The results of Manchester's referendum on congestion charging and improvements to public transport are in, and they could hardly be clearer. According to the Guardian, 79% of respondents said no, on the back of a 53% turnout. That's close to a general election level of turnout around here. Although the Yes campaign claimed that 9 out of 10 people would not pay the charge, around 4 out of 10 people decided that they didn't want it.
I have distinctly mixed feelings about this. Mostly, I'm disappointed; after all, I did vote yes myself. That's easy for me: I don't own a car, walk to work, and rely on public transport to get around Greater Manchester. The congestion charge would cost me precisely nothing. According to the No campaign, it would work out at £1200 a year for those who would have to pay the maximum amount. It's clearly a regressive tax, and that is not a small amount of money for people who are already struggling to make ends meet. Of course, that's the point: the charge wouldn't work if everyone could easily afford it.
For me, the most important thing about the proposals was the improvements to public transport. There is no doubt that these are needed. Some of them, such as extensions of the Metrolink tram system to Oldham and Rochdale, will happen anyway. But I suspect we will be stuck with an unreliable and expensive (deregulated) bus service for a long time to come.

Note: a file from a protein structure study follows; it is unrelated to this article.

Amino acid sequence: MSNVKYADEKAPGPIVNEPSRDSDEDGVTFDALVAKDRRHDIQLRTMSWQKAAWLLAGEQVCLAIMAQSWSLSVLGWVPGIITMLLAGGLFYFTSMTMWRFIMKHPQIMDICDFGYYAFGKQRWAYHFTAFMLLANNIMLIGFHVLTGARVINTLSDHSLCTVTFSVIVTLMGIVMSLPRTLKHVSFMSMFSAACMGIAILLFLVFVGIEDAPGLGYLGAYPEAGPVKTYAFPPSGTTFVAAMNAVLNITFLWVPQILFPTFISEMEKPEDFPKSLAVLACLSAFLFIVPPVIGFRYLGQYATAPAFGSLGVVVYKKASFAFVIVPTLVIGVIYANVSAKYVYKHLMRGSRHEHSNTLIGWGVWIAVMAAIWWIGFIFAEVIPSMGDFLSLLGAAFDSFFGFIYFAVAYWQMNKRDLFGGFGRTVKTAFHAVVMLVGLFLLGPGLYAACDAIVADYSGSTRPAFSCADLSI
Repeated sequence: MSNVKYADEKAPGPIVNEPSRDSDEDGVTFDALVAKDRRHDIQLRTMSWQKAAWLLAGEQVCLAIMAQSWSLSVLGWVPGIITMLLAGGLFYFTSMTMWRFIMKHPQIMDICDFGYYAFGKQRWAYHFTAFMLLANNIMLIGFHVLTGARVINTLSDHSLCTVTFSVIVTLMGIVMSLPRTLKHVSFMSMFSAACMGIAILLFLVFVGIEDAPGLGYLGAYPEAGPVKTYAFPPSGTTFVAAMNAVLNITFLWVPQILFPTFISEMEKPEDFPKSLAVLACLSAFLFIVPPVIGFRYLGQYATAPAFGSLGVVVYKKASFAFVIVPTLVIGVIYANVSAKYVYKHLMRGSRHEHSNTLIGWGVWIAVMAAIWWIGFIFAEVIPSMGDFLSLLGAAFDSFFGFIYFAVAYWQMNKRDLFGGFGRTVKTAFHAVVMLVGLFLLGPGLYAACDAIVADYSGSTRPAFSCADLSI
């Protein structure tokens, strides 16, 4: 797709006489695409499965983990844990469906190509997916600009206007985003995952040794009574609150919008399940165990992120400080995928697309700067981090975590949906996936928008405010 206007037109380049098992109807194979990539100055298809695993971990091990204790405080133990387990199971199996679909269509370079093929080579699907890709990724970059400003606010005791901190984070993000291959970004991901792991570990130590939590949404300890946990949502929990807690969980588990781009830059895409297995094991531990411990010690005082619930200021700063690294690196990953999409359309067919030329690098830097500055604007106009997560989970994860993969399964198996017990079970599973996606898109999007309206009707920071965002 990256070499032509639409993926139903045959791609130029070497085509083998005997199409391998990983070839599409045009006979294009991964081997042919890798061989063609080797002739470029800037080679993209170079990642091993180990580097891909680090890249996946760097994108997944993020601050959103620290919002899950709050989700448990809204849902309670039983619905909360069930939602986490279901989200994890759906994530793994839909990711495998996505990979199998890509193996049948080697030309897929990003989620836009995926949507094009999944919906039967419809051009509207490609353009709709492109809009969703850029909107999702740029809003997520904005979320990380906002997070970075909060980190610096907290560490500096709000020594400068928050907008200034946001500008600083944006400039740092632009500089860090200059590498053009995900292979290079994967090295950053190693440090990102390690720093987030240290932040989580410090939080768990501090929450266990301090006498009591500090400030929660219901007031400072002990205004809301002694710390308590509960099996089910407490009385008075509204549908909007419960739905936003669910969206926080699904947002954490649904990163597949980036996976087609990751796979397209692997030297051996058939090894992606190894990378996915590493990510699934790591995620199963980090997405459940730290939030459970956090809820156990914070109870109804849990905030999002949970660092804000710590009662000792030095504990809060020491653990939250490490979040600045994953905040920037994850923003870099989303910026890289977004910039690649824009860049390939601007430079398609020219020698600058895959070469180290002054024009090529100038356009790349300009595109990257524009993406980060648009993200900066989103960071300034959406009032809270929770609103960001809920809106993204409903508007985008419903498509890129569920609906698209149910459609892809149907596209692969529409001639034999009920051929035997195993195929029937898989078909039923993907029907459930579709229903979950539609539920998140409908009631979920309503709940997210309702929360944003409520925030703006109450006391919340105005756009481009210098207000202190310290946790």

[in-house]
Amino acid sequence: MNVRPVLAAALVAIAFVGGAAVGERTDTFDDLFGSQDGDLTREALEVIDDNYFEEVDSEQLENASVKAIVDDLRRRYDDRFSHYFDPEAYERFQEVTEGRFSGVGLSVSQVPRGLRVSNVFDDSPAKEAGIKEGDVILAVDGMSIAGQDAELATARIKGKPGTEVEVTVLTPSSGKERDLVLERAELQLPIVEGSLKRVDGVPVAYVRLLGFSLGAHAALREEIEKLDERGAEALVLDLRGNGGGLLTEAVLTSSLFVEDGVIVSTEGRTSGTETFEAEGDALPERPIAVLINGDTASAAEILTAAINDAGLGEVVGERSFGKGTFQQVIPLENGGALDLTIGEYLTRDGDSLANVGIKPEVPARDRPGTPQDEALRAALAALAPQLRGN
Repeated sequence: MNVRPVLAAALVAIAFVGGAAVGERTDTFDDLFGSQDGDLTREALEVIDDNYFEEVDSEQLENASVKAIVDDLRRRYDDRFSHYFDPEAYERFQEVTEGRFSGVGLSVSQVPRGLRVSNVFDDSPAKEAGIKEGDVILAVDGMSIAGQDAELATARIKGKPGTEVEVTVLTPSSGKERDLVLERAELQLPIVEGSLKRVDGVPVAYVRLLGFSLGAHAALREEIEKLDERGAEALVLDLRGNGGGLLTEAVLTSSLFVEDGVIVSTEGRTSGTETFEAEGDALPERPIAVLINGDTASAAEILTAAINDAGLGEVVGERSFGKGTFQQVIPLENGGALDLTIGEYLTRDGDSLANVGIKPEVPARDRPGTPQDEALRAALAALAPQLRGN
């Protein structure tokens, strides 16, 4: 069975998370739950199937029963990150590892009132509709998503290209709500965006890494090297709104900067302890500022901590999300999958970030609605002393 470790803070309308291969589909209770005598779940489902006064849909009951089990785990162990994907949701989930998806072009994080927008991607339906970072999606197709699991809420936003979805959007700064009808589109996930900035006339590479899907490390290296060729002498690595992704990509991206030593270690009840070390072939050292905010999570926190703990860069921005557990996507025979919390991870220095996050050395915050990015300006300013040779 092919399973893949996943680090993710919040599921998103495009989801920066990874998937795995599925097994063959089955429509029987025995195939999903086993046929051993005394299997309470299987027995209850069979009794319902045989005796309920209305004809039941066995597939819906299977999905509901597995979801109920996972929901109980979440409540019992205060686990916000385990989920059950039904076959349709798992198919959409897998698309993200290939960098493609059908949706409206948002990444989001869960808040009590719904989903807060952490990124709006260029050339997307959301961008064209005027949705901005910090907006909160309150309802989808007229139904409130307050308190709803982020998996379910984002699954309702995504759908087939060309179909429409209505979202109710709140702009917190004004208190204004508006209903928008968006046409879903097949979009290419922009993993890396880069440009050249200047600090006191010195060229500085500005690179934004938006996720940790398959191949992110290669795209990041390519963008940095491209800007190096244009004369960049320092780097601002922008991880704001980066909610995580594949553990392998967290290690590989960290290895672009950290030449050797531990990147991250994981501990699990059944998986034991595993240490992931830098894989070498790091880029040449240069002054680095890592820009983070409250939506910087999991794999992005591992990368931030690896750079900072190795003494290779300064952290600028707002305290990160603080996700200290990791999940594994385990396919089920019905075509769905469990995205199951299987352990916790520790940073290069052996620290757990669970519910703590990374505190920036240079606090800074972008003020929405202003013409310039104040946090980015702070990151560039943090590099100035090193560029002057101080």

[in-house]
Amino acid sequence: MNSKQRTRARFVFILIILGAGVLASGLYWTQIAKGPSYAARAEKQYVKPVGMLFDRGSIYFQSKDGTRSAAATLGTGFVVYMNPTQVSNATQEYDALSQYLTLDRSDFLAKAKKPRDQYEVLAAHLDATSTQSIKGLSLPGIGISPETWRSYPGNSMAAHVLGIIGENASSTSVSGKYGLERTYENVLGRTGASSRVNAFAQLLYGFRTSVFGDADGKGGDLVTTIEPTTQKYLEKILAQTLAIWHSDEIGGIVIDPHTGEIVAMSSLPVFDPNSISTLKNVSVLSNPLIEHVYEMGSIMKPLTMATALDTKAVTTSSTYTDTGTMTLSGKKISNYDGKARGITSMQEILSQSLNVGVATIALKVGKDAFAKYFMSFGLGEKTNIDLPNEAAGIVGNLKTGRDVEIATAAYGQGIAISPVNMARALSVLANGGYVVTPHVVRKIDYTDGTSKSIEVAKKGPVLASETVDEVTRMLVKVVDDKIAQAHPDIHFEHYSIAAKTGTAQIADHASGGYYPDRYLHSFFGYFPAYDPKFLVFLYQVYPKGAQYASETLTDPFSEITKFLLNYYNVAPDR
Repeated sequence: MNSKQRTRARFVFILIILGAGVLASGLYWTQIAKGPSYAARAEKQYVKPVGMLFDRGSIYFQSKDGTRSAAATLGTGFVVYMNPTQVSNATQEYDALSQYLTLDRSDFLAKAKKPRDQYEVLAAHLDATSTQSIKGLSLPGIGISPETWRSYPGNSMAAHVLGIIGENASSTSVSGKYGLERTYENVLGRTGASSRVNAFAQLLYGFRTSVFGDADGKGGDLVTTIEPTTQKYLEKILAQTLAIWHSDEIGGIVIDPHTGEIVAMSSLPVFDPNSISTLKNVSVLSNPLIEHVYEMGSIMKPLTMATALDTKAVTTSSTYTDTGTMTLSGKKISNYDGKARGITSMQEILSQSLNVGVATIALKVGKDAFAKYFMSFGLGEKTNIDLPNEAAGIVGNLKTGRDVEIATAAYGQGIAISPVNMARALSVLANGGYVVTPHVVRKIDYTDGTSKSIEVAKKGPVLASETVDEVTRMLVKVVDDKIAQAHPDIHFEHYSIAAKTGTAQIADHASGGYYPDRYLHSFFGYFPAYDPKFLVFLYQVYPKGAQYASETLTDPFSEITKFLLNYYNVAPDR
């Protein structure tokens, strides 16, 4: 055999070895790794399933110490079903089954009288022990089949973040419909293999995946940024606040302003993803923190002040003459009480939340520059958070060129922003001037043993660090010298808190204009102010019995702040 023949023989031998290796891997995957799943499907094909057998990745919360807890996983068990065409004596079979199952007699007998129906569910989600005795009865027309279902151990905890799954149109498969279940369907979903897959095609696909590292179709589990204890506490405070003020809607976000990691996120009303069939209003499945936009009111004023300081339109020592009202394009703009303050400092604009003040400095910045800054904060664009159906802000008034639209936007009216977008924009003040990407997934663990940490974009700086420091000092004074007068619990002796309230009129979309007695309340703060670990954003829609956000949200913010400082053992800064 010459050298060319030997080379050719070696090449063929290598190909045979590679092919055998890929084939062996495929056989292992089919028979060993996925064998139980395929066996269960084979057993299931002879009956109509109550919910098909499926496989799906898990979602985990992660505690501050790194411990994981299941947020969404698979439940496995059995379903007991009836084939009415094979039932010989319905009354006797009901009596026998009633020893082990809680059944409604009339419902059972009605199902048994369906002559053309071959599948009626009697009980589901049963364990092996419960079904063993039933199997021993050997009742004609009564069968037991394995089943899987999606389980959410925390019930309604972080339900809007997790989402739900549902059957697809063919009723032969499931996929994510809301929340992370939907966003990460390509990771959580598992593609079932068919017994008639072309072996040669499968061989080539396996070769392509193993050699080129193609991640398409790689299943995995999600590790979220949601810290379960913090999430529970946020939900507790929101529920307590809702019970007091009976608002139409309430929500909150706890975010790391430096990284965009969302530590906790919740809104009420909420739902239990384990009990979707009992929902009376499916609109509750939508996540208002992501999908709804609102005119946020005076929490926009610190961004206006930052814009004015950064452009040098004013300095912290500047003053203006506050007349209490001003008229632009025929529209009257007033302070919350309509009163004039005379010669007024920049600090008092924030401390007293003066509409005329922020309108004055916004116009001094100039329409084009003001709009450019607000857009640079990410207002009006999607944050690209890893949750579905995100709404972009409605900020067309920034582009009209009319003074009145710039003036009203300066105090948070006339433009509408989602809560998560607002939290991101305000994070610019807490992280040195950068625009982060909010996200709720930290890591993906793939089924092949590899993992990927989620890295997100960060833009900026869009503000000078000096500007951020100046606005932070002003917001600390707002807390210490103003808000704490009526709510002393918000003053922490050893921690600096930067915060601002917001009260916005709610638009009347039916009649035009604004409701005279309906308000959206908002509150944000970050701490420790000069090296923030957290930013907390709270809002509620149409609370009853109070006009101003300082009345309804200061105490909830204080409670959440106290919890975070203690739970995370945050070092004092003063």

The problem is that, in the words of the Yes campaign, "there is no plan B". That being the case, it seems crazy to put the question to a referendum. Saying that you either agree with these proposals or you get nothing is hardly a democratic way of posing a referendum question; it's a pretense of democracy. It would have been more sensible, and democratic, to either have our local representatives on the Manchester Council decide to implement the proposals come what may, or have a referendum in which there was a genuine choice of competing proposals.
Improvements in public transport are a good thing, but on their own they will not reduce car use. Driving will always be more convenient than taking the bus, unless there are clear disincentives for car use. It seems that congestion charging is a political impossibility in Manchester, at least right now. An alternative might be to make driving in the city less convenient, by restricting parking, restricting access to certain streets, etc. This would have the advantage of not stinging the poor with another regressive tax. What is clear is that doing nothing is not an option in the long term: it's back to the drawing board for Manchester's transport policy.